Like many large European cities, Milan has a pollution problem. In 2008, it was called “the pollution capitol of Europe.” Just this past December, all private cars were banned from its streets for three days in an attempt to deal with a smog emergency. Italy has just approved a $35,000,000 fund for sustainable mobility solutions. Milan wants to use some of that money to pay people to bicycle to work.
The idea was first tried in France. In 2014, French workers were offered 25 cents per kilometer to ride their bicycle to work. Out of 8,000 people eligible, only a few hundred actually signed up for the program. The pay to pedal program is being put forth by Pierfrancesco Maran, Milan’s councillor for mobility.
There’s more to it than just throwing money at people, says Ralph Buehler, an associate professor in urban affairs and planning at Virginia Tech. He believes such a plan has to be accompanied by other measures to make cycling a realistic option. He cites US research that found about 60% of the population are “interested but concerned” about cycling. “If you don’t provide a safe cycling environment, you will only get a very small group of people,” Buehler said. “Just paying people alone will not have that much of an effect, because you don’t get to that part of the population which are ‘enthusiastic but concerned’.”
The availability of bike paths, secure parking and showers are all areas which could affect a person’s willingness to cycle to work. “Experience shows that you can make it more difficult for people to drive, but it’s politically easier if you have other options: good incentives to cycle, good public transport, easy to walk.”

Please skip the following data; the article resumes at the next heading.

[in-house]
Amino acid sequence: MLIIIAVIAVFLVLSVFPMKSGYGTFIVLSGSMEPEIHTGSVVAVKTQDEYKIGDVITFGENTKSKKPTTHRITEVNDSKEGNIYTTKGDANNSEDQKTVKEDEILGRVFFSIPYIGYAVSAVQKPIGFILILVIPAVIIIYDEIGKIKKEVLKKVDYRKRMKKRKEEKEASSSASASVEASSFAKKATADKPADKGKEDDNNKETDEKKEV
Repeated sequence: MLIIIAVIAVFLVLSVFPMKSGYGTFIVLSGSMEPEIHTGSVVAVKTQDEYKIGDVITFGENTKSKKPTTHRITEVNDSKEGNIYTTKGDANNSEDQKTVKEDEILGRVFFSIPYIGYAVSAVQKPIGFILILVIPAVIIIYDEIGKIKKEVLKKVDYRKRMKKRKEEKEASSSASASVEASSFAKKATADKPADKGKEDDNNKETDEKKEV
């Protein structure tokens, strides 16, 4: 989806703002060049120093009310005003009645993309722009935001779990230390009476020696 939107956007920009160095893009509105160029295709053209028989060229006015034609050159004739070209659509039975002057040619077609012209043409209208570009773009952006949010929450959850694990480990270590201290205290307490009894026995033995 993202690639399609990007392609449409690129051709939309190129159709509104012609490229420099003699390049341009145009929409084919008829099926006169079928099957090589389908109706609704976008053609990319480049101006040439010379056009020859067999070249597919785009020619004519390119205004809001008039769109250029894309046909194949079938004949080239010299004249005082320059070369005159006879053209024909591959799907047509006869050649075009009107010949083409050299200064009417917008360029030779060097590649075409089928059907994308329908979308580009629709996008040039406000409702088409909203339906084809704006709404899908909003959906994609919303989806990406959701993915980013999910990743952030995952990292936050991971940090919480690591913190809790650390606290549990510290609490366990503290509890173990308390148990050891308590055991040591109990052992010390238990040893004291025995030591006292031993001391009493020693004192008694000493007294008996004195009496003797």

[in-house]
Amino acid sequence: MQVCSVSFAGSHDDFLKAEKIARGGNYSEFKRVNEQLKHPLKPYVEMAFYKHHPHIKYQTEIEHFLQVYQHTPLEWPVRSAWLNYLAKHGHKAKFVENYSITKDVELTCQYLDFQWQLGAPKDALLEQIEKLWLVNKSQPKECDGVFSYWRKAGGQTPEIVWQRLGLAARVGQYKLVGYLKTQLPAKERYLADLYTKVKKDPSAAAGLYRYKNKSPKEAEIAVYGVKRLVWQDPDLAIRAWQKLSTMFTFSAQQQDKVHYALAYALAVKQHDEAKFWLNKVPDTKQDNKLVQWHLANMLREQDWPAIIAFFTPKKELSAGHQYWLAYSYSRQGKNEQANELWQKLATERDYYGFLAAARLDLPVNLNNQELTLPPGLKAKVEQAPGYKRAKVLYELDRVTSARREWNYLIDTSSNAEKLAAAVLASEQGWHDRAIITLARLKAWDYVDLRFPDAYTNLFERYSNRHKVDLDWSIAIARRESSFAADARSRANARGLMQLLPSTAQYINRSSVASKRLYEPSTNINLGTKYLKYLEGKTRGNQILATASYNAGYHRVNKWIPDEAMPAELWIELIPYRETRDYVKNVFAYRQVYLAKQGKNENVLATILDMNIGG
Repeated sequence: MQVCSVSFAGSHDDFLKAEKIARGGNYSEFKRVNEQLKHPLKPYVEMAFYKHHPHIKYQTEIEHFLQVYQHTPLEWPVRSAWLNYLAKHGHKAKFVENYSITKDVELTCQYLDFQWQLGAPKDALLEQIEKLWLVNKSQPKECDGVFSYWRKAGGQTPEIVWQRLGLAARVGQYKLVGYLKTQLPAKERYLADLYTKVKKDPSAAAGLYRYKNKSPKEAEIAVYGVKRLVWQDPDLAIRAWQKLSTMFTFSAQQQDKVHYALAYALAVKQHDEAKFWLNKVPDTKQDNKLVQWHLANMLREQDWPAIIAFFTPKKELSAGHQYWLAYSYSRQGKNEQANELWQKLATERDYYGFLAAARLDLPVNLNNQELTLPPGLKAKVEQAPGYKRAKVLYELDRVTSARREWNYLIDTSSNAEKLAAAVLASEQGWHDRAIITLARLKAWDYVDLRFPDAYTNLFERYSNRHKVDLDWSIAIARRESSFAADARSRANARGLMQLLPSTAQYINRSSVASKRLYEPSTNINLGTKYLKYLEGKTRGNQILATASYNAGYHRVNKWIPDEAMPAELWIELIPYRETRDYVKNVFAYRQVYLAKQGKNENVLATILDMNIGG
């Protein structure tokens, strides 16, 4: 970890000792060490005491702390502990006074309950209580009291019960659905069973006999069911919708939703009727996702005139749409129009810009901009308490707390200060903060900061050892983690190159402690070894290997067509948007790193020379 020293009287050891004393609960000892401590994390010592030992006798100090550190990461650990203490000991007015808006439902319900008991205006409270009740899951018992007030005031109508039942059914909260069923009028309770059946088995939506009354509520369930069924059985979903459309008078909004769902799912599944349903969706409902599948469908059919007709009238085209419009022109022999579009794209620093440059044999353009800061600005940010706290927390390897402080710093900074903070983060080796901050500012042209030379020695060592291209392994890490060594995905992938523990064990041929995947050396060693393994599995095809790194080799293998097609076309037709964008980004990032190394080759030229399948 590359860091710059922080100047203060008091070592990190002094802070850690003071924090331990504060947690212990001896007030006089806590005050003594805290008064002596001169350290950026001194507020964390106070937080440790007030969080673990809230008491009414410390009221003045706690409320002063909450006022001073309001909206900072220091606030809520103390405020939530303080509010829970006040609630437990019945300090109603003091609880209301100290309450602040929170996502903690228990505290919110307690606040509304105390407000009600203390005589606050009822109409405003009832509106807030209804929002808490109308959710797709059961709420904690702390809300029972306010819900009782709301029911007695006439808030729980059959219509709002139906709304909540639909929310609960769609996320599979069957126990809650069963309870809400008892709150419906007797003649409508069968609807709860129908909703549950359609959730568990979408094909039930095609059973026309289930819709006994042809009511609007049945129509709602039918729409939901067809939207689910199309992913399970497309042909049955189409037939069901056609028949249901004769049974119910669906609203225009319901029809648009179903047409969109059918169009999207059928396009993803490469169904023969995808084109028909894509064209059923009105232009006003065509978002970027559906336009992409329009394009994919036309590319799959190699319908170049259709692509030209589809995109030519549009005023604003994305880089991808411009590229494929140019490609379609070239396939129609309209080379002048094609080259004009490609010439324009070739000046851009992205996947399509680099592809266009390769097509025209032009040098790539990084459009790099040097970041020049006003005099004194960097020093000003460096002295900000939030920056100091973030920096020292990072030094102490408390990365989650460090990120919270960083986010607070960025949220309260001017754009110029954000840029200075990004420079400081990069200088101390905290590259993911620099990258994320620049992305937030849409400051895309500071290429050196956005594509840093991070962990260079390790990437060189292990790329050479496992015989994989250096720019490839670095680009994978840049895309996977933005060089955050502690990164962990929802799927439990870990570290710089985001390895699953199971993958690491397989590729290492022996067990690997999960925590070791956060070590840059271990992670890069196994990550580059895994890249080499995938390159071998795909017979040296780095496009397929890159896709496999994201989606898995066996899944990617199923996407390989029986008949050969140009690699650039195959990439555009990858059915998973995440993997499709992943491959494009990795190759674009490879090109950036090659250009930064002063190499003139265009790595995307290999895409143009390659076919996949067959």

In Copenhagen, which already boasts some of the best cycling infrastructure in the world, few people cycle as a way to save money on fuel or public transport says The Guardian. According to figures from Copenhagenize Design Company, which advises governments and organisations on making cities cycle-friendly, only 6% of people in Copenhagen cycle because it’s inexpensive. The main reason people pedal their way through the city is because it’s quick and easy, 56% of cyclists said, while 19% do so for the exercise. Just 1% of people are motivated by environmental concerns.
Mikael Colville-Andersen, Copenhagenize’s chief executive, points out that poor air quality puts people off cycling. “Pollution creates an undesirable environment in a city, which doesn’t exactly encourage people to spend more time outdoors,” he said. “Pay-to-bike schemes are a nice idea, but if the city is clogged with toxic emissions, telling people to get out and cycle in it is a bit ridiculous.”
Like many cities, Milan has heavy traffic. Many bike riders simply won’t risk their 20 pound bicycles against cars that weigh two tons. Not only that, if the air is already polluted, the incentive to go outside and inhale lungfuls of toxins just isn’t there. Pay to pedal is a good idea, if it is part of a broader initiative that includes bicycle safety procedures, dedicated bicycle lanes and access to secure bicycle parking facilities. Just throwing cash at people isn’t enough to solve urban congestion and pollution.